Call for employers to play bigger role in the classroom
Tom Newcombe, November 09, 2012
School teachers and parents are calling for UK employers to increase their involvement in education by playing a greater role in advising and providing work experience for young people.
According to research published today by the Association of Colleges, 93% of school teachers want pupils to have more access to employers and businesses while in education.
The research found that both school teachers and parents admitted to struggling to provide career advice.
Almost half of those school teachers surveyed said they had given a pupil bad or uninformed advice in the past, while 82% say they don't feel they have the appropriate knowledge to advise pupils on careers.
One fifth of parents (20%) feel out of depth advising their children about careers, and 32% say they only feel comfortable talking about jobs which are familiar.
The research claims that 34% of parents would like their own employer to offer work experience to their child. And 82% of parents believe work experience is essential in helping young people develop the skills needed in the work place.
It also revealed a mismatch in what parent and school teachers believe employers want from young recruits. Both parents and teachers ranked work and life experience low on a list of attributes they believe most important to employers recruiting from education. However, the research claims this actually tops the list of qualities employers feel is most lacking in young recruits.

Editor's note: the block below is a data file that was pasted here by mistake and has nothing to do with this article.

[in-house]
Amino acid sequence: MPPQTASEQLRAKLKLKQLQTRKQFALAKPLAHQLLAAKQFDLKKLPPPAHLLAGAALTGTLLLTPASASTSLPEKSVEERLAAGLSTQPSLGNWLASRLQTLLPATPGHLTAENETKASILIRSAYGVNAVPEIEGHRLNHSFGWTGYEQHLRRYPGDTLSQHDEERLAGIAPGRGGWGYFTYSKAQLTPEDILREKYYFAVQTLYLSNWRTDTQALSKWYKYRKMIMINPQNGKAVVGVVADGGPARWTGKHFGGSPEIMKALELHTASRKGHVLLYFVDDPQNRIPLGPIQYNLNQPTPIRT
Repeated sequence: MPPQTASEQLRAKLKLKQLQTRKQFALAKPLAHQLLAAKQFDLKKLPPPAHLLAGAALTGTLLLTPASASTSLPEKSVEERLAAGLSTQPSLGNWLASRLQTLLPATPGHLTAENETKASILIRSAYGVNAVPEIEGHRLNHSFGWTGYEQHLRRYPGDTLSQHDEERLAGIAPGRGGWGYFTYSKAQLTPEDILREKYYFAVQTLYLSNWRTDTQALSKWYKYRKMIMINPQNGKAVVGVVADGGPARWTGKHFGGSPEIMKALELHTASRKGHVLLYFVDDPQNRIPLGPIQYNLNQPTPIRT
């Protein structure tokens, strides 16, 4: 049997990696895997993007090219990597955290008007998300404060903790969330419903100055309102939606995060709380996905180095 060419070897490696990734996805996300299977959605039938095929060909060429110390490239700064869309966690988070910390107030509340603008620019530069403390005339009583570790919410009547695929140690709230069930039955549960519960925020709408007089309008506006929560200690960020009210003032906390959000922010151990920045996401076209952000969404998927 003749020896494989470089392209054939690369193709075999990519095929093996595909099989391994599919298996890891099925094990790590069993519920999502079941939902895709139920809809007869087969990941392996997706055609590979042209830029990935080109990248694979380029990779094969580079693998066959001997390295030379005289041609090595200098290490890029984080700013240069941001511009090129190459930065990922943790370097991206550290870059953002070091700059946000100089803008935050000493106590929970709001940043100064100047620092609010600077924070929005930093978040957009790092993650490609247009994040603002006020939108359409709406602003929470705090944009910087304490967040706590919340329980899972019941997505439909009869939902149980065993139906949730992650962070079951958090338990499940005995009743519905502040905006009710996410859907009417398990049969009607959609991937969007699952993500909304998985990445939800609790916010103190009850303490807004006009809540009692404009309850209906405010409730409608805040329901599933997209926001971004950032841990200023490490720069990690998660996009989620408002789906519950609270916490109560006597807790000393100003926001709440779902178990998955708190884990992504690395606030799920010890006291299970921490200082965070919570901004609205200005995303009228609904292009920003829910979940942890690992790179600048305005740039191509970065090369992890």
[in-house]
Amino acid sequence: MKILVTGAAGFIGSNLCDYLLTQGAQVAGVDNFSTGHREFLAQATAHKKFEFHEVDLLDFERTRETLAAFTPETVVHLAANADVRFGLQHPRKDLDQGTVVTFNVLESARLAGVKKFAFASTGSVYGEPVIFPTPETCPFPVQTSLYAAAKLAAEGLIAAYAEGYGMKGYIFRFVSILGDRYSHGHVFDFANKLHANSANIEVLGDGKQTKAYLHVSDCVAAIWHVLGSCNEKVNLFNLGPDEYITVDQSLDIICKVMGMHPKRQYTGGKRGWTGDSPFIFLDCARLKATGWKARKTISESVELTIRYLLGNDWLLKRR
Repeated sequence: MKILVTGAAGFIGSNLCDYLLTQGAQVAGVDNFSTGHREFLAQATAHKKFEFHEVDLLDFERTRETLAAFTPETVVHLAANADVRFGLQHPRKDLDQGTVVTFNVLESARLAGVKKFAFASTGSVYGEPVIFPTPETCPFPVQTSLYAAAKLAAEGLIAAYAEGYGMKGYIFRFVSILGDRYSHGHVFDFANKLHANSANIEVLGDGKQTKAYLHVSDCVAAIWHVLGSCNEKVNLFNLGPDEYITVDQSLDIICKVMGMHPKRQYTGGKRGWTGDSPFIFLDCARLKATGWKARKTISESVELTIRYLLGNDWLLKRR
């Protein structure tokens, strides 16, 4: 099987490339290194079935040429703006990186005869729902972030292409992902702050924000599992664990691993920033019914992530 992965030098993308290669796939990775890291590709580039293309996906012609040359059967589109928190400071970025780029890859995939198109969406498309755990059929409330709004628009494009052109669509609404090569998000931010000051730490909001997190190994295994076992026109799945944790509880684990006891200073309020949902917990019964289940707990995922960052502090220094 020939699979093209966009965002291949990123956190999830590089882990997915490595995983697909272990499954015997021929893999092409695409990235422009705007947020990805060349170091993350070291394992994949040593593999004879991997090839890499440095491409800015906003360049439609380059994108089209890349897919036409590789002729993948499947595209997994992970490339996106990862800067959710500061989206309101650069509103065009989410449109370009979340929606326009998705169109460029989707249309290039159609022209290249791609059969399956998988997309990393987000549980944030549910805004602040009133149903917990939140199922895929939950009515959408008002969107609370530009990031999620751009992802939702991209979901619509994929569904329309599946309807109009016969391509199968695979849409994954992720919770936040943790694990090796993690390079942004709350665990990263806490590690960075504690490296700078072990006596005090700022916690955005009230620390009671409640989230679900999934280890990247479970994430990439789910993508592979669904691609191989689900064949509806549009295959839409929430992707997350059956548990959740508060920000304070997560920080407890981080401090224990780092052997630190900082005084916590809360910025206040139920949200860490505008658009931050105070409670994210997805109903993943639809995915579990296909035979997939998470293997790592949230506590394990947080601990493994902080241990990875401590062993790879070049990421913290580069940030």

Joy Mercer, director of policy at association of colleges, said: "Whether it's providing more work experience placements, getting involved in the shaping of the curriculum or just having more presence in the classroom, employers should be working hand in hand with educators to better prepare young people for employment and improve their job prospects."
Valerie Todd, director of talent and resources at Crossrail and commissioner at the UK Commission for Employment and Skills, said: "Among most UK employers, particularly smaller ones, an employee's experience is valued above all other criteria when it comes to recruiting. However, there are a declining number of young people who get experience of work while in education.
"Sectors which have traditionally employed young people are in decline, resulting in fewer opportunities for them to gain experience."
Todd added: "Most companies can do at least one thing in their community to support this transition - offering apprenticeships, hosting some form of work experience or visiting schools to give talks."
The online research conducted by independent research agency ResearchBods was carried out in October 2012. It surveyed 777 parents of children aged 11-18 and 500 teachers of key stage 3 and 4 in the UK.